Palladium is down $20 per ounce this morning, just 6 days before the Mint offers its first palladium coin to its Authorized Purchasers!

-NumisDudeTx

Joe C. September 19, 2017 at 4:42 pm

These and all coins should be available to the general public. The Authorized Purchasers agreement should be abolished.

Lee September 19, 2017 at 10:54 pm

Is there a reason the mint keeps rehashing old coin designs on new products? Has the mint lost its creativity? This new palladium coin and the ATB obverses. The 100th anniversary gold issues of 2016 just to name a few. The 2009 UHR gold. Yes these are nice coins but cant we get new designs? Some of the patterns of the 1800s were beautiful. Why not issue an aluminum Indian head penny again?

joera September 20, 2017 at 7:27 am

The 100th anniversary gold coin’s design were used to commemorate those three coins.

Seth Riesling September 20, 2017 at 9:55 am

joera –

Welcome back! Hope you are feeling better. I answered your question from the other day on that article you posted a comment on. Take care.

Happy collecting joera!

-NumisDudeTx

michael September 20, 2017 at 11:04 am

The money shot on this coin is the reverse. At most only 100 medals have this design.

Mark September 20, 2017 at 12:07 pm

So this is why the price of palladium has be increasing steadily over the past year from $500/oz to over $900/oz now, since the mint’s suppliers have been buying an extra few hundred thousand ounces of Pd to make the planchets for this coin. Since they now have the planchets, expect palladium bullion prices to drop over the next 6 months, so you may want to wait awhile to buy this coin and let the APs absorb the drop in bullion prices.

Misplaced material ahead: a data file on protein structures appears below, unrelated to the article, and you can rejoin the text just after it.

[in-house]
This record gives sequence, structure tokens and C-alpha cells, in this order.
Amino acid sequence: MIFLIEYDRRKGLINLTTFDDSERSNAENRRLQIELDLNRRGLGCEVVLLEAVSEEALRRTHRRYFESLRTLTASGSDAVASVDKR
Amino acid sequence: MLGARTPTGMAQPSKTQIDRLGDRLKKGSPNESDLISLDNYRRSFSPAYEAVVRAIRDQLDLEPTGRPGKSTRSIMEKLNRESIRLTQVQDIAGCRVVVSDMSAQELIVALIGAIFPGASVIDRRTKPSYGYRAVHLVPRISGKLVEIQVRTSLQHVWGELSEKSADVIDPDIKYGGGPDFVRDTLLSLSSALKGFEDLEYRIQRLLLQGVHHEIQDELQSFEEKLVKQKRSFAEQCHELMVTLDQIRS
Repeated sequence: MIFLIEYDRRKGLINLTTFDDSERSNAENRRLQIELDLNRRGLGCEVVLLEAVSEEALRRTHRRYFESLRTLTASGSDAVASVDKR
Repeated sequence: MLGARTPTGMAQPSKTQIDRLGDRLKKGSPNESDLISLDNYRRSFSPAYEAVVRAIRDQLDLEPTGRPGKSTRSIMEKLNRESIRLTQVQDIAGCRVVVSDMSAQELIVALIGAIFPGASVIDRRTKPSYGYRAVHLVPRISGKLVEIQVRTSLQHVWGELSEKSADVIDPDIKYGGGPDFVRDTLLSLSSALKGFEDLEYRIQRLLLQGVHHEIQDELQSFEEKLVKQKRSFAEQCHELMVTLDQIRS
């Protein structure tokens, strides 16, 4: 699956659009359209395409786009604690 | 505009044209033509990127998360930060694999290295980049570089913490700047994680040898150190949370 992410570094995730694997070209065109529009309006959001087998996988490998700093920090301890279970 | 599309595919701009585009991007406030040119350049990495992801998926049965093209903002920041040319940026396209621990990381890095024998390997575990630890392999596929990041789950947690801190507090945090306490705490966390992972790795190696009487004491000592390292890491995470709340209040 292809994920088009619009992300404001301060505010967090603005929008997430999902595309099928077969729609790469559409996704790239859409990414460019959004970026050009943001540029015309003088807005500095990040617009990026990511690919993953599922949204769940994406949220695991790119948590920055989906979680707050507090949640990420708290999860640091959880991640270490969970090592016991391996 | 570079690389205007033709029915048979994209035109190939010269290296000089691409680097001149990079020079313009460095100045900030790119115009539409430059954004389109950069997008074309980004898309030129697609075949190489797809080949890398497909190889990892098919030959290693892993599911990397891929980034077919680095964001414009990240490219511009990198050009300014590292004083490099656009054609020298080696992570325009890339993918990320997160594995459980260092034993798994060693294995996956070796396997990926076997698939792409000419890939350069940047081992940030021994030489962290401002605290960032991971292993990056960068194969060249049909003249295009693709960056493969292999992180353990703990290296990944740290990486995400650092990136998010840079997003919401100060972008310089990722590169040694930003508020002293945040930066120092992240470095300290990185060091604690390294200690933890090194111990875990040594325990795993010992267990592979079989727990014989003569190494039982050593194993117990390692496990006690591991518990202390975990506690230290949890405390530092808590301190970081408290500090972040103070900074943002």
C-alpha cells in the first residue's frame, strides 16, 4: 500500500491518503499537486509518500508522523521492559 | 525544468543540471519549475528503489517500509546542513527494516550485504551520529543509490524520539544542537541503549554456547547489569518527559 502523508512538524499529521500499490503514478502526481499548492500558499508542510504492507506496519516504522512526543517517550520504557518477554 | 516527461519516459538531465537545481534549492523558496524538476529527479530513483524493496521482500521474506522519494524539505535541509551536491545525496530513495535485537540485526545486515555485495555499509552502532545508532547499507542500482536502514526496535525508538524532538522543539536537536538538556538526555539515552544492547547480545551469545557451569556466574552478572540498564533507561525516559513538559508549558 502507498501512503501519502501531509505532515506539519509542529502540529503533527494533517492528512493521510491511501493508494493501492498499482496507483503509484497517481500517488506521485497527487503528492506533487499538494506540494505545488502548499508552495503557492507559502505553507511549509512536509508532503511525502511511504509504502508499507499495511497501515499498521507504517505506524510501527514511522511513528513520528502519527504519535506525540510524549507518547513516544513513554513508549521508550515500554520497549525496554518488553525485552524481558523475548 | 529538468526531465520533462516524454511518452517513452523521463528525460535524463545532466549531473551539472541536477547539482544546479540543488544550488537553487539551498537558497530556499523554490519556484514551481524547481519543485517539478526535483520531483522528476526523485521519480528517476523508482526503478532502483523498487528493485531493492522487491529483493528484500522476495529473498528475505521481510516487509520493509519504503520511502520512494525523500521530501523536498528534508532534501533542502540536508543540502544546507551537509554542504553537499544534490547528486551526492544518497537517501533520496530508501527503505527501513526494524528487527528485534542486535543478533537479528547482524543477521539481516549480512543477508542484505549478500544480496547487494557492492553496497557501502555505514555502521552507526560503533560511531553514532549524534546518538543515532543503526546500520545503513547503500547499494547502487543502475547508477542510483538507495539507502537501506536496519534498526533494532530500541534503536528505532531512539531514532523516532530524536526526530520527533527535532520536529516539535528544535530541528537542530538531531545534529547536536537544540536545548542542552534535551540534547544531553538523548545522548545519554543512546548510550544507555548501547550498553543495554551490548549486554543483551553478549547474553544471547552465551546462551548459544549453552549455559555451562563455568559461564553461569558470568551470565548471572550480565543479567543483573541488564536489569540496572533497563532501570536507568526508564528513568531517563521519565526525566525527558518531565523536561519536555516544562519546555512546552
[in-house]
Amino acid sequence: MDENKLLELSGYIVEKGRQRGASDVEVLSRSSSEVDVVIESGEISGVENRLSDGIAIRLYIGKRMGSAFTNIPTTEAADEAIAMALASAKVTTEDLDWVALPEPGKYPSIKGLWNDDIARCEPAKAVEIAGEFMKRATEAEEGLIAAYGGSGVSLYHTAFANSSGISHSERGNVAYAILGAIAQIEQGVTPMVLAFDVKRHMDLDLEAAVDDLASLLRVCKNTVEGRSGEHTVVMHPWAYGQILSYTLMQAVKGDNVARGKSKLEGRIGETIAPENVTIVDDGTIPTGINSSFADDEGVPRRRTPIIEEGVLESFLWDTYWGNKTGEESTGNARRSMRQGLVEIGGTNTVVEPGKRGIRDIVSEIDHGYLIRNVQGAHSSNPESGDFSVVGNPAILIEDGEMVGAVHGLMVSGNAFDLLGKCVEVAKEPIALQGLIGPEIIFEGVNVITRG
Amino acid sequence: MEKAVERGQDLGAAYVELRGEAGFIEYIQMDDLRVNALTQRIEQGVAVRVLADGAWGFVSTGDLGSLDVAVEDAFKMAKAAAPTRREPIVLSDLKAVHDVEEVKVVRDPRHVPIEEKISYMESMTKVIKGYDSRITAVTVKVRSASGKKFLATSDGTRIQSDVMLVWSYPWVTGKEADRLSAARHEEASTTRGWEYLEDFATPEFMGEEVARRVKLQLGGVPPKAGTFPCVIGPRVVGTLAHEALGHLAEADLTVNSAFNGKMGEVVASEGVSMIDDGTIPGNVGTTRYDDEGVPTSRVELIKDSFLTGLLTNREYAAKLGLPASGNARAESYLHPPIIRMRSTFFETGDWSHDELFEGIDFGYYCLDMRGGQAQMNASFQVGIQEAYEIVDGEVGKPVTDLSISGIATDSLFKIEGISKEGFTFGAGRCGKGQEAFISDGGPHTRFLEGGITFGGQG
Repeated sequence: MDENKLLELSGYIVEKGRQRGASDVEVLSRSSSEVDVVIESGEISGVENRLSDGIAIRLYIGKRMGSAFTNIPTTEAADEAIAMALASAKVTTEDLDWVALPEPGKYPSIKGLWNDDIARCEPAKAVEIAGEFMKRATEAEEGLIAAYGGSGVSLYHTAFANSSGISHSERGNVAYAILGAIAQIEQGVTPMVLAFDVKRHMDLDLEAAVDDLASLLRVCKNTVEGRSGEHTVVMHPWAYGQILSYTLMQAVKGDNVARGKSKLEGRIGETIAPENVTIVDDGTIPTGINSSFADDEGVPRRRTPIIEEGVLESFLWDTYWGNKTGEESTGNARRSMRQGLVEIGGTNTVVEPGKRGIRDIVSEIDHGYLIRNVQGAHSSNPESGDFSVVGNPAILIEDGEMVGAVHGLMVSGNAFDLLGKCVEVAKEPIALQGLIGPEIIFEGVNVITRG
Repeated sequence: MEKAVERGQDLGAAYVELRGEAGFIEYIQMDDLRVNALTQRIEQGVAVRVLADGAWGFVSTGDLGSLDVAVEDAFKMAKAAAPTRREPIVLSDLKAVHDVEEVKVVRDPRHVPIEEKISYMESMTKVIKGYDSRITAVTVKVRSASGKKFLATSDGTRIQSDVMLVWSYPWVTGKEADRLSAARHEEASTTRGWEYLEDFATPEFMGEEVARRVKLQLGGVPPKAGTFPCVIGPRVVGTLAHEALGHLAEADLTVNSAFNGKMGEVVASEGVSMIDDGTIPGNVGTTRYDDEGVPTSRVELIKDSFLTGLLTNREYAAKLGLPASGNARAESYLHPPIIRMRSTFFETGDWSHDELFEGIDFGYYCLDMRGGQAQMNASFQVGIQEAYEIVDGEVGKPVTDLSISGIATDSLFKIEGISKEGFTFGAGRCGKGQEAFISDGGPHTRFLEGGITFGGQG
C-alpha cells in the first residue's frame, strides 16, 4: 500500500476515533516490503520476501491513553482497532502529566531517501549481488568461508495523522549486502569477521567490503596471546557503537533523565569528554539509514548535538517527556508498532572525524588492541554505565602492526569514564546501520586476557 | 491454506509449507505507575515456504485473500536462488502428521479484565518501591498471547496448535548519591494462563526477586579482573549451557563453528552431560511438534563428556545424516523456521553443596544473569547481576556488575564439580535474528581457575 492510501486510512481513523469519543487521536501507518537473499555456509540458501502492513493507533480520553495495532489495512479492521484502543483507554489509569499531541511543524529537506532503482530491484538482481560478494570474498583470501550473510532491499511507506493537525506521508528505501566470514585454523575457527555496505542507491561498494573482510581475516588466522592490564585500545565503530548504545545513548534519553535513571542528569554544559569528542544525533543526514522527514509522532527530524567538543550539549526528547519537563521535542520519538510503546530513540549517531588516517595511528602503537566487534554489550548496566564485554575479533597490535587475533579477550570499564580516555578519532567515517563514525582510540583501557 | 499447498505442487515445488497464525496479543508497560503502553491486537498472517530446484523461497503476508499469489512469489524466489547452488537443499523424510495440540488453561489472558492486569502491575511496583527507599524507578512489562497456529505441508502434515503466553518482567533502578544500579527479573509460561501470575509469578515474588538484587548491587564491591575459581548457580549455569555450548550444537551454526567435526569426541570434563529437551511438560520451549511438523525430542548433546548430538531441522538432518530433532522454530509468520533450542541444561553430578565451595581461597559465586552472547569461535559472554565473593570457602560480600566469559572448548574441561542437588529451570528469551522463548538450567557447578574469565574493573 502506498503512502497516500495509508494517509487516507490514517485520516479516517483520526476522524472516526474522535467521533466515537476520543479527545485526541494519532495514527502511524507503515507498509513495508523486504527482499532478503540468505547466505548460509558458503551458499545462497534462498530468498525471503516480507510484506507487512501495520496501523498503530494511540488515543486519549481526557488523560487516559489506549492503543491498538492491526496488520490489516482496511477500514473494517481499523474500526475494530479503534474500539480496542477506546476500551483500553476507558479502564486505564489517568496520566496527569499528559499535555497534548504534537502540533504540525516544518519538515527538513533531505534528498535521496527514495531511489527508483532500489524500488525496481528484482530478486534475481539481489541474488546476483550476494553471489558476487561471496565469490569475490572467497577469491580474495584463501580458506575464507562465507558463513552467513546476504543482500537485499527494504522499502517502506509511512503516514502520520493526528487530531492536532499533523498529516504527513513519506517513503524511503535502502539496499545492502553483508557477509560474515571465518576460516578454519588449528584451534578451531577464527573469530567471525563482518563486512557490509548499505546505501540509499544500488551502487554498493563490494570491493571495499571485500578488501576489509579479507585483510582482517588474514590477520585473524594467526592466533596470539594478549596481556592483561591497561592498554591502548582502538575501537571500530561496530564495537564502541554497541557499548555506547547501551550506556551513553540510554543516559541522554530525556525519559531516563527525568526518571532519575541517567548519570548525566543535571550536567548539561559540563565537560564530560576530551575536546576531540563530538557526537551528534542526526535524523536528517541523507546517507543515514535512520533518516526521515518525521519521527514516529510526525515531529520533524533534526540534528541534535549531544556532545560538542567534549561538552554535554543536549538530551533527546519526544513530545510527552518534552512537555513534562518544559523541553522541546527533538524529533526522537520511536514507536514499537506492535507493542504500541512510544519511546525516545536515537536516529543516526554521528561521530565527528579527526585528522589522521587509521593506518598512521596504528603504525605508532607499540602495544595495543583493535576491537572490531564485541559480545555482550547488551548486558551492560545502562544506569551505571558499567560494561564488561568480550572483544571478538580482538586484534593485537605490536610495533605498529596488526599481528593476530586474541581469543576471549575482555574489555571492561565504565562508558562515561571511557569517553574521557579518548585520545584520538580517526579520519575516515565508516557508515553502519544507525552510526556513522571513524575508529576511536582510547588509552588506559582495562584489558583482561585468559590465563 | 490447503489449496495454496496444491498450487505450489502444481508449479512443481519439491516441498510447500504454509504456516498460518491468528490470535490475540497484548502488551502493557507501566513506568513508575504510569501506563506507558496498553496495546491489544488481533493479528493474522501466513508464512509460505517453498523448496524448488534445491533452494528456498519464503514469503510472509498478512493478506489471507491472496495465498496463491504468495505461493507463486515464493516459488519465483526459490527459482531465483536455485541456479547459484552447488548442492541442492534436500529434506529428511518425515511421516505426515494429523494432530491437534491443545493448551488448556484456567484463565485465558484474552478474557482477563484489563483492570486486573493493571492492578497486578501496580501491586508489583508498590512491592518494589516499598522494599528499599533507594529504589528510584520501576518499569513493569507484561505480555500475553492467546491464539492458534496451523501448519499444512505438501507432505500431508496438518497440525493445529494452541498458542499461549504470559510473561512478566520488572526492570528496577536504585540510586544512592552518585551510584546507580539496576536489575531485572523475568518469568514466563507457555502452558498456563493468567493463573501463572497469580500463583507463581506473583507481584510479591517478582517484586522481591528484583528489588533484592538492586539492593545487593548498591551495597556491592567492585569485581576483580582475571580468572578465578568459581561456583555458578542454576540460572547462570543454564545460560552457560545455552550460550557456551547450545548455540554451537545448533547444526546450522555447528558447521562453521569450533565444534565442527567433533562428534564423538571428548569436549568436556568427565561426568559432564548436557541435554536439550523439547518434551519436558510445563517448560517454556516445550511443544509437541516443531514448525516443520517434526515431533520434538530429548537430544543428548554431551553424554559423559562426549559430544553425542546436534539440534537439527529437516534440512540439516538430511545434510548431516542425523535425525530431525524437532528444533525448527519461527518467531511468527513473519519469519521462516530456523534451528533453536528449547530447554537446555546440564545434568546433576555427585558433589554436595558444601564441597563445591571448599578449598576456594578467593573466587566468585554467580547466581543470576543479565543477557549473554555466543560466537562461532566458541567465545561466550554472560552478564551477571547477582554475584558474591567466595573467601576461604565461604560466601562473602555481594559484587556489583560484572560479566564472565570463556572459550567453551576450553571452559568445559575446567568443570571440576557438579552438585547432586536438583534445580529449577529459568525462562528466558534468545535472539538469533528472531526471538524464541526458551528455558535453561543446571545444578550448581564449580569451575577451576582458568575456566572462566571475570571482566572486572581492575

Seth Riesling September 20, 2017 at 1:06 pm

Mark –

So true! The planchets are coming from Swiss company PAMP from foreign mines mostly (yes, the legislation allows this since there is only one platinum/palladium mine in the USA owned by a South African company!). Precious metals speculators/investors have been buying up palladuim for over a year pushing the price way up. The Mint bought their palladuim before the major rise & will make a fortune in profit on these Palladium American Eagle bullion version 1 oz coins. The APs will also make an immediate big profit as these will sell out I feel on the first day.

-NumisDudeTx

Rex Fermier September 20, 2017 at 2:28 pm

So who are these Authorized Purchasers ?
Are the coins being issued in any kind of display case?
Or are we going to have to pay for PCGS or NGC grading in a plastic slab?

Tinto September 20, 2017 at 2:57 pm

APMEX is one of the APs I think. Check out their website and you’ll see a variety of offerings for the Palladium

Mark September 20, 2017 at 4:15 pm

The Bullion Exchange is already taking orders for these coins on eBay for $1080 each!

Mark September 20, 2017 at 4:22 pm

Oh, and if you go directly to the Bullion Exchange website, the cost is only $1030. for a single coin, $50 cheaper than eBay (and $110 over the spot price of Pd).

Mark September 20, 2017 at 4:36 pm

The Bullion Exchanges website says the mintage is 15,000. If that is true, I guess I should buy one now because that is not many for a debut coin like this.